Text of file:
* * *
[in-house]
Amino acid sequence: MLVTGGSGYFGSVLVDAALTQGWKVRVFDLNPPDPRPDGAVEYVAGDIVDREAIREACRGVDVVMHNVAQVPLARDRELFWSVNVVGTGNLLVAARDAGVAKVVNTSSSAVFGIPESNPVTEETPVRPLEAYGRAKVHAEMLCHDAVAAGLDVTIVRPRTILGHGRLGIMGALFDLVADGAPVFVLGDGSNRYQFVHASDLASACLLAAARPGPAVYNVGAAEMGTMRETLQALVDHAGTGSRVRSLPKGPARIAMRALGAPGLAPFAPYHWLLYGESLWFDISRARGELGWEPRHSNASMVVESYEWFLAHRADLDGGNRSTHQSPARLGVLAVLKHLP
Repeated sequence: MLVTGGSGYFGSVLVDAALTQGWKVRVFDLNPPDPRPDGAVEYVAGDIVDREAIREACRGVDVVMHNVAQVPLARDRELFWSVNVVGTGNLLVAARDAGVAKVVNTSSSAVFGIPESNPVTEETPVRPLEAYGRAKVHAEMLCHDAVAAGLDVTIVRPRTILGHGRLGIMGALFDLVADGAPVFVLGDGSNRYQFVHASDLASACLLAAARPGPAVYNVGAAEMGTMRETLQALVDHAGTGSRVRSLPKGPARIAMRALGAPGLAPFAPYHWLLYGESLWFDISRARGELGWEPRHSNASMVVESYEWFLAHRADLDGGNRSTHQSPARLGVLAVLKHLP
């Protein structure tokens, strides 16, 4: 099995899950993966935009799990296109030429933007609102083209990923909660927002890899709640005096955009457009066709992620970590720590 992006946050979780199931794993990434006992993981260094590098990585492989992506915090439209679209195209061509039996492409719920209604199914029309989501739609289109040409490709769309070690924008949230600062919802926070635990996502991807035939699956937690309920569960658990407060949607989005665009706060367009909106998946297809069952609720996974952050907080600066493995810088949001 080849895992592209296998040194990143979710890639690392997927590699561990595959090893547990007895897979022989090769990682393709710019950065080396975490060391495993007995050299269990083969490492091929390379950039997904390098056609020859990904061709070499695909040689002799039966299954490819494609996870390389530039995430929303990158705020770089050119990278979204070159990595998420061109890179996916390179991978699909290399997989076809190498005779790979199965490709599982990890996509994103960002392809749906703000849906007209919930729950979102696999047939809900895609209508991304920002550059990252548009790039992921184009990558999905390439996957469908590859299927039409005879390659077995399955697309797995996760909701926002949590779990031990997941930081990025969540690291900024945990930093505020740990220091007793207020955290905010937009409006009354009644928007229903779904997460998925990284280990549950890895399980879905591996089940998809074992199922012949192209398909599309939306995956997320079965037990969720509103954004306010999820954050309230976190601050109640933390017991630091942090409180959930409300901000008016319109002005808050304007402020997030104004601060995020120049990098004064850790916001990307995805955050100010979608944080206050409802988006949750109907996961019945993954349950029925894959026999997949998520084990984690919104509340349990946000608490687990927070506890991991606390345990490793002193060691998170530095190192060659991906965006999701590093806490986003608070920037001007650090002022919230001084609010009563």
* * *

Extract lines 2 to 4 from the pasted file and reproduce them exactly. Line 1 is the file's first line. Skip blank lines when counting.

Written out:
Amino acid sequence: MLVTGGSGYFGSVLVDAALTQGWKVRVFDLNPPDPRPDGAVEYVAGDIVDREAIREACRGVDVVMHNVAQVPLARDRELFWSVNVVGTGNLLVAARDAGVAKVVNTSSSAVFGIPESNPVTEETPVRPLEAYGRAKVHAEMLCHDAVAAGLDVTIVRPRTILGHGRLGIMGALFDLVADGAPVFVLGDGSNRYQFVHASDLASACLLAAARPGPAVYNVGAAEMGTMRETLQALVDHAGTGSRVRSLPKGPARIAMRALGAPGLAPFAPYHWLLYGESLWFDISRARGELGWEPRHSNASMVVESYEWFLAHRADLDGGNRSTHQSPARLGVLAVLKHLP
Repeated sequence: MLVTGGSGYFGSVLVDAALTQGWKVRVFDLNPPDPRPDGAVEYVAGDIVDREAIREACRGVDVVMHNVAQVPLARDRELFWSVNVVGTGNLLVAARDAGVAKVVNTSSSAVFGIPESNPVTEETPVRPLEAYGRAKVHAEMLCHDAVAAGLDVTIVRPRTILGHGRLGIMGALFDLVADGAPVFVLGDGSNRYQFVHASDLASACLLAAARPGPAVYNVGAAEMGTMRETLQALVDHAGTGSRVRSLPKGPARIAMRALGAPGLAPFAPYHWLLYGESLWFDISRARGELGWEPRHSNASMVVESYEWFLAHRADLDGGNRSTHQSPARLGVLAVLKHLP
């Protein structure tokens, strides 16, 4: 099995899950993966935009799990296109030429933007609102083209990923909660927002890899709640005096955009457009066709992620970590720590 992006946050979780199931794993990434006992993981260094590098990585492989992506915090439209679209195209061509039996492409719920209604199914029309989501739609289109040409490709769309070690924008949230600062919802926070635990996502991807035939699956937690309920569960658990407060949607989005665009706060367009909106998946297809069952609720996974952050907080600066493995810088949001 080849895992592209296998040194990143979710890639690392997927590699561990595959090893547990007895897979022989090769990682393709710019950065080396975490060391495993007995050299269990083969490492091929390379950039997904390098056609020859990904061709070499695909040689002799039966299954490819494609996870390389530039995430929303990158705020770089050119990278979204070159990595998420061109890179996916390179991978699909290399997989076809190498005779790979199965490709599982990890996509994103960002392809749906703000849906007209919930729950979102696999047939809900895609209508991304920002550059990252548009790039992921184009990558999905390439996957469908590859299927039409005879390659077995399955697309797995996760909701926002949590779990031990997941930081990025969540690291900024945990930093505020740990220091007793207020955290905010937009409006009354009644928007229903779904997460998925990284280990549950890895399980879905591996089940998809074992199922012949192209398909599309939306995956997320079965037990969720509103954004306010999820954050309230976190601050109640933390017991630091942090409180959930409300901000008016319109002005808050304007402020997030104004601060995020120049990098004064850790916001990307995805955050100010979608944080206050409802988006949750109907996961019945993954349950029925894959026999997949998520084990984690919104509340349990946000608490687990927070506890991991606390345990490793002193060691998170530095190192060659991906965006999701590093806490986003608070920037001007650090002022919230001084609010009563």